Dog Training 101: Learn How to Train Your New Dog
These eight basic training cues will get you off on the right foot.
Your pet wants you to read our newsletter. (Then give them a treat.)
Now that your new dog is home (and staring at you), what’s next? The answer: Training. Dog training is a key element in new dog bonding, and no dog is too old to learn new tricks. It’s true: dogs thrive when their minds are engaged.
To begin, it all starts with a “cue.” In dog training, a cue is a signal to the dog (either verbal or physical, or both) to do a particular behavior. As you and your dog work together, your dog will associate a cue with a new skill or a cool trick.
Remember, dog training is meant to be rewarding and fun for both of you. So keep training brief, just five to ten minutes, at the start, and always end on a positive note. Below you’ll find the top eight most important dog training tricks that, with some gentle teaching, your dog can master. Learning these training cues and behaviors allows your dog to reap the benefits of being a well-mannered member of society.
Basic Training Cues for Dogs
Don’t move forward. Teaching a dog to wait is especially useful at doors. Dogs who wait are easier to take on walks and let in and out of the car because they don’t go through the door until given permission. The wait cue is also a great safety prompt. Teaching this can prevent a dog from running out a door into traffic and reduce some of the chaos inherent in living with dogs. Teaching a dog to wait also allows people to catch up during off-leash walks if the dog has gone ahead.
Look at my face. Teaching a dog to watch you helps get a dog’s attention and distract them from problematic situations, such as the unexpected presence of another dog.
Put your butt on the ground. Teaching a dog to sit is one of the easiest things to teach dogs to do. It’s a useful calming cue and — since sitting is incompatible with undesirable behavior — in defusing otherwise touchy situations.
Remain in place until released. Teaching a dog “Stay” helps dogs practice self-control. It also keeps dogs in one spot when necessary. Stay is helpful in many situations ranging from “It’s dinnertime and our guests are not dog people” to “I just broke a glass in the kitchen and you’ll cut your paws if you come in here before I clean it up.”
Run to me. Run directly to me. Do not stop at the dead squirrel. Dogs who reliably come when called can safely be given more freedom. Once your dog masters being able to come reliably in your home, move on to environments with higher stimulation.
You are free to go. Teaching a release cue to a dog like “Okay” or “Free” gives your dog permission to stop doing what you previously asked them to do. Used most commonly with “Wait” and “Stay,” it tells your dog that the behavior no longer needs to be performed. For example, your dog can get up and move around if they’ve been staying or go through the door if they’ve been waiting.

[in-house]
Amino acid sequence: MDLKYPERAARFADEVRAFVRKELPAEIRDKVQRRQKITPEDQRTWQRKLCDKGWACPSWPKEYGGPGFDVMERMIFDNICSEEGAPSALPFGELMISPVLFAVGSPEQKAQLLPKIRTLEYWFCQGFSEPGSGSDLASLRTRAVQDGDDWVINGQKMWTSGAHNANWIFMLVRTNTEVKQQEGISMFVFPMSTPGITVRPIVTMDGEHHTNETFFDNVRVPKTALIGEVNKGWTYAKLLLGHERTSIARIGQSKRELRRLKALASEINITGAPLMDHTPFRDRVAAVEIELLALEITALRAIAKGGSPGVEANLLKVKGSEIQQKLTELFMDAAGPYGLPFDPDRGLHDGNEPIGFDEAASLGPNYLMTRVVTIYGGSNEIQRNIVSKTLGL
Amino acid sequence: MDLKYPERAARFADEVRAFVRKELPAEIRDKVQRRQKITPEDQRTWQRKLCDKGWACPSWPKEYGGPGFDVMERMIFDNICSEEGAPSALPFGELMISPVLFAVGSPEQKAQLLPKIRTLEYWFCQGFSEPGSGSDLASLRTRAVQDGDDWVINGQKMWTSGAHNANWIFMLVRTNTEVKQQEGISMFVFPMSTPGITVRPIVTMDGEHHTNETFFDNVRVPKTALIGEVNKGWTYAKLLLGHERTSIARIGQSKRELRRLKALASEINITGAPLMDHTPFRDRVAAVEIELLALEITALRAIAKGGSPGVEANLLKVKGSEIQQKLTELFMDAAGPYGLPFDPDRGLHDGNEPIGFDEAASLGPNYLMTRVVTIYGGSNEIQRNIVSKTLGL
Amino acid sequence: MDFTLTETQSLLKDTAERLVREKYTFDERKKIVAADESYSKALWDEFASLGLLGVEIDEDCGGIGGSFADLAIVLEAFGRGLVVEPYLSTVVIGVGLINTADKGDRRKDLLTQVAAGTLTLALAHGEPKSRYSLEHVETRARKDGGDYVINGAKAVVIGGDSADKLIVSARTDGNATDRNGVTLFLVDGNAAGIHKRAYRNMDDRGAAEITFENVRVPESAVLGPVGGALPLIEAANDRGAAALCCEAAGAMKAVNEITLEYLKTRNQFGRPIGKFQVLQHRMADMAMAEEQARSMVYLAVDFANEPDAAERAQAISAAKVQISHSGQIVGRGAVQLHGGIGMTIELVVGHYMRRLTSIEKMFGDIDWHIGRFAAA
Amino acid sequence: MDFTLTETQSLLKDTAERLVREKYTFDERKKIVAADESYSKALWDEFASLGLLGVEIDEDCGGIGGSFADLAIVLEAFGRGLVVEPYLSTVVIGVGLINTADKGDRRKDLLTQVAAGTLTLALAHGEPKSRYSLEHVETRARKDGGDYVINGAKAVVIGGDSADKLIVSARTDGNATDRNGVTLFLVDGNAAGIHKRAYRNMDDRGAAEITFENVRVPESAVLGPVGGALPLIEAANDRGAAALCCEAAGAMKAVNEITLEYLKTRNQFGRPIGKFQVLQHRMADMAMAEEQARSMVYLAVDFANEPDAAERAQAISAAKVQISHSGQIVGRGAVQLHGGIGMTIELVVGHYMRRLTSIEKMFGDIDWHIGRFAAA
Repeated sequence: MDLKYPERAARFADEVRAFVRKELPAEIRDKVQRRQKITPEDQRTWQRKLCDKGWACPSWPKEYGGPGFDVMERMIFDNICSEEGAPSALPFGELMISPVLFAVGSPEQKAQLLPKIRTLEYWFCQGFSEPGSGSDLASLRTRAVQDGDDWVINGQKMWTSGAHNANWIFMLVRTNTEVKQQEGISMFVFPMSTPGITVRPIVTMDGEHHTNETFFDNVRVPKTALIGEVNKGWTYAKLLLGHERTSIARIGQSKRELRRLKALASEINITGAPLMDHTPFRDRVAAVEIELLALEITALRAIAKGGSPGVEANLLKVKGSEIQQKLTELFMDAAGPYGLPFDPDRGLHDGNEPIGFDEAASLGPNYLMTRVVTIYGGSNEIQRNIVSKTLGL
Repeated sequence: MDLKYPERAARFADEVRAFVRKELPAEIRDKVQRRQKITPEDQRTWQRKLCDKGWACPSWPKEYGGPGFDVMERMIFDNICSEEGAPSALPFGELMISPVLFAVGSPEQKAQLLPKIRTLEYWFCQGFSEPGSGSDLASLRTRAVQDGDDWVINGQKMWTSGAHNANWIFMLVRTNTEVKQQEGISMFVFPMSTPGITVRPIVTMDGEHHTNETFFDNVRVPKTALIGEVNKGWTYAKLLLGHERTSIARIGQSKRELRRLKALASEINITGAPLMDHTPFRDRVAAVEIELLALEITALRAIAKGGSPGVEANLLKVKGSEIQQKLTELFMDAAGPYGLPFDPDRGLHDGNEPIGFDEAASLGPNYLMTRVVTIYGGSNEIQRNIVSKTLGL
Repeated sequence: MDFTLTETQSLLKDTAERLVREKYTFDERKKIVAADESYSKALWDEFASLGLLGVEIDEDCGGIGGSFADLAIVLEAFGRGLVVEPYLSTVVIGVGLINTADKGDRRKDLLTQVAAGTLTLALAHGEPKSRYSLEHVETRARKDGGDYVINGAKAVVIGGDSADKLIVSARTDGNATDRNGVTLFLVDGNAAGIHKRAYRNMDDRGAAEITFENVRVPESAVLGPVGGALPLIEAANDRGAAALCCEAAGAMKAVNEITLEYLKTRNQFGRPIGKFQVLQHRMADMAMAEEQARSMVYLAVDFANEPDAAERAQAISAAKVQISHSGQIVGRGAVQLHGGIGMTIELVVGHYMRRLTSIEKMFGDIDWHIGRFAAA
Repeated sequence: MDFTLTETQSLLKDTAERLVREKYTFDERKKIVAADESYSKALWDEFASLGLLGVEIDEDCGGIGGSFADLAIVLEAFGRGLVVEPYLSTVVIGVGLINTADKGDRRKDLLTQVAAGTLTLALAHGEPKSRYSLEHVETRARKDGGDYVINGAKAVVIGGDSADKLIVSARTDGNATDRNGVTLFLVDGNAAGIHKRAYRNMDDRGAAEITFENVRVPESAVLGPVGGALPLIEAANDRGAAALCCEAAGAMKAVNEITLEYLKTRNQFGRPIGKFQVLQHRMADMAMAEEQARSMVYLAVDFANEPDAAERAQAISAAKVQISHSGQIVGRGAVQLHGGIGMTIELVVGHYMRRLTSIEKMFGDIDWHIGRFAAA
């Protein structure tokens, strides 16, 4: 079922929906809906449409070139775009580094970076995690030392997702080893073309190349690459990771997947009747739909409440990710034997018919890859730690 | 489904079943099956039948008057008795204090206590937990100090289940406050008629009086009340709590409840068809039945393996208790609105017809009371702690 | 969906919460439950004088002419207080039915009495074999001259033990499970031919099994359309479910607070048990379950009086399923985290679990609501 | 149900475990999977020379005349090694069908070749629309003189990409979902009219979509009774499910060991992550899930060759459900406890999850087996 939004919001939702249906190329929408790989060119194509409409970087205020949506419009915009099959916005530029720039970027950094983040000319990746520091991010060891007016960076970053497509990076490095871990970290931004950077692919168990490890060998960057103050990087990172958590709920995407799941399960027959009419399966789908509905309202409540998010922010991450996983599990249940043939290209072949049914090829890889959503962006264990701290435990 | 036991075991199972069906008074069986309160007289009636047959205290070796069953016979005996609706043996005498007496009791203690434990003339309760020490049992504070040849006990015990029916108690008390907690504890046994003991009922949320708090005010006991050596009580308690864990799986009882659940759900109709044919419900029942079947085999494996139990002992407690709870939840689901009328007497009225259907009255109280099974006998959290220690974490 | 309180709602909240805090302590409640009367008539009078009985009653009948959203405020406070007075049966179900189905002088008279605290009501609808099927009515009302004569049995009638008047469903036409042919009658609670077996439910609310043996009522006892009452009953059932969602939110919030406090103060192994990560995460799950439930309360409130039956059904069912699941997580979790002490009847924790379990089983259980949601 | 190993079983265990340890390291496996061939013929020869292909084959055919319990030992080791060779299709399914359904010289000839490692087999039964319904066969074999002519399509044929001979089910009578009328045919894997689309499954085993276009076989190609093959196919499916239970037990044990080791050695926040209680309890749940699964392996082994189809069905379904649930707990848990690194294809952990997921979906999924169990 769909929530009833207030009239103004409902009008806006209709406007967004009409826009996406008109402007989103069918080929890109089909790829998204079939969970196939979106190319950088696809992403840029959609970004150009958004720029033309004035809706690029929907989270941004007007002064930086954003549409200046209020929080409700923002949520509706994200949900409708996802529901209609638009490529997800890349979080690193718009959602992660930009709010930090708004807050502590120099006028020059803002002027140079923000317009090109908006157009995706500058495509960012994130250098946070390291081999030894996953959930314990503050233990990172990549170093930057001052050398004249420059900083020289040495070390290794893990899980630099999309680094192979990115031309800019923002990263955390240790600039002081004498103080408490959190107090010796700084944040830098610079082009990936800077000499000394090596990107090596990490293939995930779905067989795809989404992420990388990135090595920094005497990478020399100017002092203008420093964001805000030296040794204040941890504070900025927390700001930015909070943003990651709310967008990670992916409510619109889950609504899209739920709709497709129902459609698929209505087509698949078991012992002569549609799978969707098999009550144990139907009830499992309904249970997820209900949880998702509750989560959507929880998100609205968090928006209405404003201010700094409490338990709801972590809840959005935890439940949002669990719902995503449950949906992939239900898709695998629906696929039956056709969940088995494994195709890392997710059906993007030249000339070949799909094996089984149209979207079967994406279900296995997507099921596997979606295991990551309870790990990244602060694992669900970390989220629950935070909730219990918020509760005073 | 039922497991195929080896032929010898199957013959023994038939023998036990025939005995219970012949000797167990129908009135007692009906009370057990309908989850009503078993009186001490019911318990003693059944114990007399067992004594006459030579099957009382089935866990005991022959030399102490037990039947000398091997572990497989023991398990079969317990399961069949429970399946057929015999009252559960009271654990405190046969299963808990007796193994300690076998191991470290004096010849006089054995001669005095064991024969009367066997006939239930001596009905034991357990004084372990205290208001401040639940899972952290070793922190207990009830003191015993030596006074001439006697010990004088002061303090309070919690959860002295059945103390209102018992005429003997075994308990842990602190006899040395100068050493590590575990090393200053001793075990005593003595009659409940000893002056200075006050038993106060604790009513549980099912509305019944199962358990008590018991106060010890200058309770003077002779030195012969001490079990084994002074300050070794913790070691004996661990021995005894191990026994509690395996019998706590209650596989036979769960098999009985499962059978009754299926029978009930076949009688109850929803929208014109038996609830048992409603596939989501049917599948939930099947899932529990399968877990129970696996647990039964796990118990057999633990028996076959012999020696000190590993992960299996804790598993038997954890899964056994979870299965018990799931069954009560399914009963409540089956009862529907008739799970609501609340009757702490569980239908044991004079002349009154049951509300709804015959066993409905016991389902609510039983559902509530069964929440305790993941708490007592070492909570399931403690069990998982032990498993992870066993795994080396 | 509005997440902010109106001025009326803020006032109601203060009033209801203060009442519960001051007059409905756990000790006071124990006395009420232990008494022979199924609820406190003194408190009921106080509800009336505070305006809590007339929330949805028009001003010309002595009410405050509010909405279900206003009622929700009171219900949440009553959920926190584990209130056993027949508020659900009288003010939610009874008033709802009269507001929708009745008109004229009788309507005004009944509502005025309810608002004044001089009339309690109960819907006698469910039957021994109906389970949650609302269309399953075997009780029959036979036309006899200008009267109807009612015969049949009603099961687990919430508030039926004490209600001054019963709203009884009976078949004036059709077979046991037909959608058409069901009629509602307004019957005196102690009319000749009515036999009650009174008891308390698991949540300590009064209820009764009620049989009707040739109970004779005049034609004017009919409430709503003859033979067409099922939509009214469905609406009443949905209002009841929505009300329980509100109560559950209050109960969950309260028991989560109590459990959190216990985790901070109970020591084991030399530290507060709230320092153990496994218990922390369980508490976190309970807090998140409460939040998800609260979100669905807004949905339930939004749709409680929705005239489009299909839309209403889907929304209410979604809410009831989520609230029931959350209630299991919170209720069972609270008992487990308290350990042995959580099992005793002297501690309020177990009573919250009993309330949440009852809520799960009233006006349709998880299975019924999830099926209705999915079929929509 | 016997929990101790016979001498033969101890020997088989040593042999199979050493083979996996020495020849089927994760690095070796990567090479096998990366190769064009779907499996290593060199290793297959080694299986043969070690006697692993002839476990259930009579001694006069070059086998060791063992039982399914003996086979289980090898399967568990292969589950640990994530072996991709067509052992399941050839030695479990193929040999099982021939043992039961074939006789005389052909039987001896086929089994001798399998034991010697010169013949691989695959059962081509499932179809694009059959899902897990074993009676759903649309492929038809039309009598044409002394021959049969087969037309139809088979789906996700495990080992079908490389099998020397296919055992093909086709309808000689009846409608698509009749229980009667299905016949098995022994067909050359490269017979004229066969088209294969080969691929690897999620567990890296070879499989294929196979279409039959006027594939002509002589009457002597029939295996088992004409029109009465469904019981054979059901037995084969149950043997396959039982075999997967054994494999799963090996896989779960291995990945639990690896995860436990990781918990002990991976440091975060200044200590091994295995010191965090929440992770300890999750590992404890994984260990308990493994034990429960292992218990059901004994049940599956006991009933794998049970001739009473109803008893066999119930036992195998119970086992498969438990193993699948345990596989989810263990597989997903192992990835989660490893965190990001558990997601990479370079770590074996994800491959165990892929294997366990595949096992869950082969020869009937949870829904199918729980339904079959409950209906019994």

Say hello without jumping. In this case, the appearance of a new person, rather than a word or a hand signal, is the cue to keep all four paws on the ground. Many dogs do the opposite— jump on every new person — and that can make both pet parents and guests uncomfortable. Few behaviors are more appreciated in dogs than the skill of greeting people politely.
Performing an endearing trick on cue shows off a dog’s training better than most practical skills. Sure, it may be harder to teach a dog to stay or come when called than to high-five, wave, spin, or roll over, but not many people know that. So, most people will be impressed by the trick and consider your dog more charming as a result.
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When it’s time to call in reinforcements.
Chase? Wrestle? Tug-o-war? Find out which are fair game.
Also known as nosework, the sport is a fun and engaging way for dogs to use their best sense.
Karen B. London, PhD
Karen B. London, Ph.D., is a Certified Applied Animal Behaviorist and Certified Professional Dog Trainer who specializes in working with dogs with serious behavioral issues, including aggression, and has also trained other animals including cats, birds, snakes, and insects. She writes the animal column for the Arizona Daily Sun and is an Adjunct Professor in the Department of Biological Sciences at Northern Arizona University. She is the author of six books about training and behavior, including her most recent, Treat Everyone Like a Dog: How a Dog Trainer’s World View Can Improve Your Life.